Downstream Resources These are the resources that are required during the execution of your Lambda function. For example, your function might call upon accessing a specific SNS topic, or a particular SQS queue. So they are not used as the source of the trigger, but instead they are the resources to be used to execute the code within the function upon invocation.
Log streams: In an effort to help you identify issues and troubleshoot issues with your Lambda function, you can add logging statements to help you identify if your code is operating as expected into a log stream. These log streams will essentially be a sequence of events that all come from the same function and recorded in CloudWatch. In addition to log streams, Lambda also sends common metrics of your functions to CloudWatch for monitoring and alerting.
Creating Lambda Functions
At a high level, the configuration steps for creating a Lambda function via the AWS Management Console could consist of selecting a blueprint, and AWS Lambda provides a large number of common blueprint templates which are preconfigured Lambda functions. To save time on your own code, you can select one of these blueprints and then customize it as necessary. An example of one of these blueprints could be the S3 get object, which is an Amazon S3 trigger that retrieves metadata for the object that is being updated. You then need to configure your triggers, and as I just explained, the trigger is an operation from an event source that causes the function to invoke and in my previous statement, I suggested an S3 put request. And then you need to finish configuring your function. And this section requires you to either upload your code or edit it in-line and it also requires you to define the required resources, the maximum execution timeout, the IAM Role, and Handler Name.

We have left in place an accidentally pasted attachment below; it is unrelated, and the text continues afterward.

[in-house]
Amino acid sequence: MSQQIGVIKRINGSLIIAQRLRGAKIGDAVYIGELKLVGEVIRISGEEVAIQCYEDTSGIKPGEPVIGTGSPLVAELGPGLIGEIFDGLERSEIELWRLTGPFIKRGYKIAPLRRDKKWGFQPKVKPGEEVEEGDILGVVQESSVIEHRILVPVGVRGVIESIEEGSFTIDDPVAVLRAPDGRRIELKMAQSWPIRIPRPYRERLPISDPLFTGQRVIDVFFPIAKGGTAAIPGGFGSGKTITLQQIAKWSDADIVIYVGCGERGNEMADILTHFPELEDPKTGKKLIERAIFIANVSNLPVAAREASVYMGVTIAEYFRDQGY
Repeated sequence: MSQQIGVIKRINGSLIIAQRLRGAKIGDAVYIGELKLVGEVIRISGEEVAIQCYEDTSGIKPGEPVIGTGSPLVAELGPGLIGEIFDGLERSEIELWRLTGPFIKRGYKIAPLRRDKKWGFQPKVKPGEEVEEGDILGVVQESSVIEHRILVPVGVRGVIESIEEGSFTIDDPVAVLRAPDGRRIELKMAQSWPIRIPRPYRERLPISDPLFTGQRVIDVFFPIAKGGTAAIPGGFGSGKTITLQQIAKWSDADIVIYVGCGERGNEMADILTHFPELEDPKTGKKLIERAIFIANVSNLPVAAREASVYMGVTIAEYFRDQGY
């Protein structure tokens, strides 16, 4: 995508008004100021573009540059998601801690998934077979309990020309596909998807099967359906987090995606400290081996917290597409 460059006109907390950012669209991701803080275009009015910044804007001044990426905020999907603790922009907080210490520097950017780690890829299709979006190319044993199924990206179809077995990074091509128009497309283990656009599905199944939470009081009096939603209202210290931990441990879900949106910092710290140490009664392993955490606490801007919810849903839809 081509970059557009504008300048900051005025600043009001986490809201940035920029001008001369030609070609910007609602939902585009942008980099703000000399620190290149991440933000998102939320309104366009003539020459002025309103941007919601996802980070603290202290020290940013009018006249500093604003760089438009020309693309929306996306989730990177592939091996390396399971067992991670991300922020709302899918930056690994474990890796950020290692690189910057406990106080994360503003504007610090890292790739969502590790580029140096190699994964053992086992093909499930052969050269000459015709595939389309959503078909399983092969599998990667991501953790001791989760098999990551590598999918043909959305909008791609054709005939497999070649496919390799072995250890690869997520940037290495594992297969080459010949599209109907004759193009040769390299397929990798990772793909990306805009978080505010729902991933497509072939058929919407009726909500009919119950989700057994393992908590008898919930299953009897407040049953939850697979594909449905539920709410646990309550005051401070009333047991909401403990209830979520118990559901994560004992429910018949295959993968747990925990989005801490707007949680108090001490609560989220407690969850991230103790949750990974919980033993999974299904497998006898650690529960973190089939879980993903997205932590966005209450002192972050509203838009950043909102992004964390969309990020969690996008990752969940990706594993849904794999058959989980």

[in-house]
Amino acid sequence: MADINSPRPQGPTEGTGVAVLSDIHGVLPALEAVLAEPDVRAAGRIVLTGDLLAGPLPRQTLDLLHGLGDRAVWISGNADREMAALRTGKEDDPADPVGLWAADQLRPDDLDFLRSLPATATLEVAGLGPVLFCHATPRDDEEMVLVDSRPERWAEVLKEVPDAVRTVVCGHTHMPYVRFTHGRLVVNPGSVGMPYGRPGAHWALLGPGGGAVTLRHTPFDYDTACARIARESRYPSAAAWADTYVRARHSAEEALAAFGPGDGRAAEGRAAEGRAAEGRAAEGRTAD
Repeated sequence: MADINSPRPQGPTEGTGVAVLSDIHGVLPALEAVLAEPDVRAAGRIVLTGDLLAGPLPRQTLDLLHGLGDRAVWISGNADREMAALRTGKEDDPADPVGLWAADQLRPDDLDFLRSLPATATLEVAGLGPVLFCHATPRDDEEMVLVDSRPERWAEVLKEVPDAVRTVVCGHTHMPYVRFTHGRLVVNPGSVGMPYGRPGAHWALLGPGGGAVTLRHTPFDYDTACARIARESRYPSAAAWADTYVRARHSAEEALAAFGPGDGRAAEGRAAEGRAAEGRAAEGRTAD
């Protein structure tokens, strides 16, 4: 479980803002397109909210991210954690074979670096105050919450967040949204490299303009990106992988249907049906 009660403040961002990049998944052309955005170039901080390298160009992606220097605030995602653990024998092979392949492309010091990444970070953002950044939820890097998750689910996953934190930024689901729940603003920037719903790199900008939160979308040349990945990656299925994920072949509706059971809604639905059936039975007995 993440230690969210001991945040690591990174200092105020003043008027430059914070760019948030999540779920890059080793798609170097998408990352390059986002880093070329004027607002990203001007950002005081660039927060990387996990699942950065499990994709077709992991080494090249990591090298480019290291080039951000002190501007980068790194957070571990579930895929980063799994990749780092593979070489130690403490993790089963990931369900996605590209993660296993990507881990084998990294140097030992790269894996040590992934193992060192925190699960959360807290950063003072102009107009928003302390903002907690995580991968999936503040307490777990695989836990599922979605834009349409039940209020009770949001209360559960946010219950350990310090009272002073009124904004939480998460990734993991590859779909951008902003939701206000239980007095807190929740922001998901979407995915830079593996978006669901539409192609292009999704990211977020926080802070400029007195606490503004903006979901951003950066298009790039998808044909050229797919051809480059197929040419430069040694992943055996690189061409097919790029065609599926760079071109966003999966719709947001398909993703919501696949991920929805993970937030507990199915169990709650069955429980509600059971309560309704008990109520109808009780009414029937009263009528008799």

AWS Lambda summary
A key benefit of using AWS Lambda is that it is a highly scalable serverless service, coupled with fantastic cost optimization compared to EC2 as you are only charged for Compute power while the code is running and for the number of functions called.
AWS Batch service is used to manage and run Batch computing workloads within AWS. Batch computing is primarily used in specialist use cases which require a vast amount of compute power across a cluster of compute resources to complete batch processing executing a series of jobs or tasks.
Outside of a cloud environment, it can be very difficult to maintain and manage a batch computing system. It requires specific software and requires the ability to consume the resources required, which can be very costly. However, with AWS Batch, many of these constraints, administration activities and maintenance tasks are removed.